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34 apply to become next Indiana justice

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There are a lot of people in Indiana who want to become the state’s next Supreme Court Justice.  A record 34 people applied for the seat being vacated by Justice Theodore Boehm. Justice Boehm will retire in September. More than half the applicants are women and nearly half are currently judges.

Hon. Cynthia J. Ayers, Marion Superior Court, Civil Division 4
Hon. Mary Beth Bonaventura, Lake Superior Court, Juvenile Division
Ellen E. Boshkoff, Indianapolis
Hon. Elaine B. Brown, Indiana Court of Appeals
Sean M. Clapp, Fishers
Hon. Vicki L. Carmichael, Clark Superior Court 1
Hon. Jane Spencer Craney, Morgan Superior Court 3
Hon. Steven H. David, Boone Circuit Court
Kiply S. Drew, Bloomington
Hon. Cynthia S. Emkes, Johnson Superior Court 2
Thomas M. Fisher, Indianapolis
Monica Foster, Indianapolis
Hon. Frances C. Gull, Allen Superior Court
Lyle R. Hardman, Granger
Christine Talley Haseman, Bloomington
Hon. Susan Orr Henderson, Fountain Circuit Court
Hon. William J. Hughes, Hamilton Superior Court 3
Abigail Lawlis Kuzma, Indianapolis
Christine M. Marcuccilli, Fort Wayne
Hon. William C. Menges Jr., Howard Superior Court 1
Hon. Robyn L. Moberly, Marion Superior Court, Civil Division 5
Karl L. Mulvaney, Indianapolis
Hon. Steven R. Nation, Hamilton Superior Court 1
Clare Kraegel Nuechterlein, South Bend
Bryce D. Owens, Pendleton
Curtis E. Shirley, Indianapolis
Geoffrey G. Slaughter, Indianapolis
Hon. Robert A. Spahr, Miami Circuit Court
Sen. Brent E. Steele, Bedford
Yasmin L. Stump, Zionsville
Donald J. Tribbett, Logansport
Hon. Allen N. Wheat, Steuben Circuit Court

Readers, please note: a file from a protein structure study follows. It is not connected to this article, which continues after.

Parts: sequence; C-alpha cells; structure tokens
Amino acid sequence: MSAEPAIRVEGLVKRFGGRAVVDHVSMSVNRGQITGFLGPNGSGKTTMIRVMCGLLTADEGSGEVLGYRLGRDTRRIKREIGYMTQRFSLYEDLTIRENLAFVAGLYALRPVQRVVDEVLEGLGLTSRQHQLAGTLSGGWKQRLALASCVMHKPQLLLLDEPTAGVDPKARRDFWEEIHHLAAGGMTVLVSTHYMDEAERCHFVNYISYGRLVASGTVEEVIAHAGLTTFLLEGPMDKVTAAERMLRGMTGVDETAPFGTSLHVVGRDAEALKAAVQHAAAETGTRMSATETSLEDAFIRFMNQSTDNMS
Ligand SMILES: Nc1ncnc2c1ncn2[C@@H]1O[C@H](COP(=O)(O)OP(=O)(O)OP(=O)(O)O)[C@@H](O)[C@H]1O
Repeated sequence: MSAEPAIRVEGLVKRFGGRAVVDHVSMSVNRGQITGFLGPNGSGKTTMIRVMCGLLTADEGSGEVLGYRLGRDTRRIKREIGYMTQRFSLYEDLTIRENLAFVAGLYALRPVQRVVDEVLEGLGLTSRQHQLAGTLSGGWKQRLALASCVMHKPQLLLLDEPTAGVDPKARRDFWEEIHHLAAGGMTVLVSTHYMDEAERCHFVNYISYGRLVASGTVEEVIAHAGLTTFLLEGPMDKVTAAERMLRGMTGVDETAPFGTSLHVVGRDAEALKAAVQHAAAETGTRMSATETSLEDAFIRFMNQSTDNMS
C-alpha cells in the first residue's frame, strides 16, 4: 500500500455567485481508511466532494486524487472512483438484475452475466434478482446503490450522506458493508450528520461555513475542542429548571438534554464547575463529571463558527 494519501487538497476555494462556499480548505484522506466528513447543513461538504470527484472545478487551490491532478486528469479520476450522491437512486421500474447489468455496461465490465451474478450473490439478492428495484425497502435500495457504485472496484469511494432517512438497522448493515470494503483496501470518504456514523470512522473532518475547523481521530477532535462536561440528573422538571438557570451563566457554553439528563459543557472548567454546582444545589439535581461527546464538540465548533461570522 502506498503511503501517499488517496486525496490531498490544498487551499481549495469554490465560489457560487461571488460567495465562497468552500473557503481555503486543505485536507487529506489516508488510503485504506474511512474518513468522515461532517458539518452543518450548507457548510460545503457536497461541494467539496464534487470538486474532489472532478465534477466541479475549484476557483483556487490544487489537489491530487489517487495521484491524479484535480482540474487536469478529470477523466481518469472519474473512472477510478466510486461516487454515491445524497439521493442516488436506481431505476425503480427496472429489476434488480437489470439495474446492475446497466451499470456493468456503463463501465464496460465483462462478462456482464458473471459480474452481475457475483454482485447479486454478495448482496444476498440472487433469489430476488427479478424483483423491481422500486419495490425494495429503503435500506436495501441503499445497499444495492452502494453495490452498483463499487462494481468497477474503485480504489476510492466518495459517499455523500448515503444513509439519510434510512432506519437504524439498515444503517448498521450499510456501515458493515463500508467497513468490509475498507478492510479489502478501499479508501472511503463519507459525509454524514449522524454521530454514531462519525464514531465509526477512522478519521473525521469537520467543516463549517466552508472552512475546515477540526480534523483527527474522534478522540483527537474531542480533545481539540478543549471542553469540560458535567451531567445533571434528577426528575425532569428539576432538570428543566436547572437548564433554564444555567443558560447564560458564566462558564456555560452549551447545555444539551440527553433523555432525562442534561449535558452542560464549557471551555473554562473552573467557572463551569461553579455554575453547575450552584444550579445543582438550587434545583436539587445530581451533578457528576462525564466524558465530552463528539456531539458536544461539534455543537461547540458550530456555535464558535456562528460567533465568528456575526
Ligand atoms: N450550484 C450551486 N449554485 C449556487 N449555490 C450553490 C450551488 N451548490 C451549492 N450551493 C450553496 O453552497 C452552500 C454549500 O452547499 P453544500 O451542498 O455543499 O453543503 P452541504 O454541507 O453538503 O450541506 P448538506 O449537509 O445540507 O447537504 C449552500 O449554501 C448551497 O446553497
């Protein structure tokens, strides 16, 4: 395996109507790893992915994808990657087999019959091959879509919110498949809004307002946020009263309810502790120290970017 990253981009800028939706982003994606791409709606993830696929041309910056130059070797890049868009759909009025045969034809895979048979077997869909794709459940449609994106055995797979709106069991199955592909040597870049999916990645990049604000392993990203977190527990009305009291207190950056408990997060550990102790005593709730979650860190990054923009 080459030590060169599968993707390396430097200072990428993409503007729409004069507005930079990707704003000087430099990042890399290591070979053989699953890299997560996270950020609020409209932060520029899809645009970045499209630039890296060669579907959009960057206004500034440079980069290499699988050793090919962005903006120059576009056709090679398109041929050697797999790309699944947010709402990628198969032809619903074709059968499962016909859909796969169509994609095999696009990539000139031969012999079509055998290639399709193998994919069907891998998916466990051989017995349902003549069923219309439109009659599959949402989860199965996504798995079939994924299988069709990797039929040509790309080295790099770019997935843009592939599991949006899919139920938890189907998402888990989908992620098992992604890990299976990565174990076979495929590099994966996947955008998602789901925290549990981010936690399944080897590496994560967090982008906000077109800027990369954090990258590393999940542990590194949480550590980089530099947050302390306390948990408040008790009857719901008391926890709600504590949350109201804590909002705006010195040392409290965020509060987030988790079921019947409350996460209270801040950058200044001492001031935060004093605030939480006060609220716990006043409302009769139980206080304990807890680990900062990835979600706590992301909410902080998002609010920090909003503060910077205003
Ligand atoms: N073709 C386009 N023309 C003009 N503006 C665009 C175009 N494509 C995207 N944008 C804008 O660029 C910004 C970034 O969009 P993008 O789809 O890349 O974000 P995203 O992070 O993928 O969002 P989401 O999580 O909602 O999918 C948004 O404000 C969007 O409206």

Hon. Mary G. Willis, Henry Circuit Court  
Judy L. Woods, Indianapolis

The Judicial Nominating Commission will interview the applicants at the Statehouse July 6 and 7. The commission will interview the semi-finalists July 30, with a public vote on the finalists that day.

Check www.theindianalawyer.com and future issues of Indiana Lawyer for coverage on the interviews and votes.
 

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  3. Don't we have bigger issues to concern ourselves with?

  4. Anyone who takes the time to study disciplinary and bar admission cases in Indiana ... much of which is, as a matter of course and by intent, off the record, would have a very difficult time drawing lines that did not take into account things which are not supposed to matter, such as affiliations, associations, associates and the like. Justice Hoosier style is a far departure than what issues in most other parts of North America. (More like Central America, in fact.) See, e.g., http://www.theindianalawyer.com/indiana-attorney-illegally-practicing-in-florida-suspended-for-18-months/PARAMS/article/42200 When while the Indiana court system end the cruel practice of killing prophets of due process and those advocating for blind justice?

  5. Wouldn't this call for an investigation of Government corruption? Chief Justice Loretta Rush, wrote that the case warranted the high court’s review because the method the Indiana Court of Appeals used to reach its decision was “a significant departure from the law.” Specifically, David wrote that the appellate panel ruled after reweighing of the evidence, which is NOT permissible at the appellate level. **But yet, they look the other way while an innocent child was taken by a loving mother who did nothing wrong"

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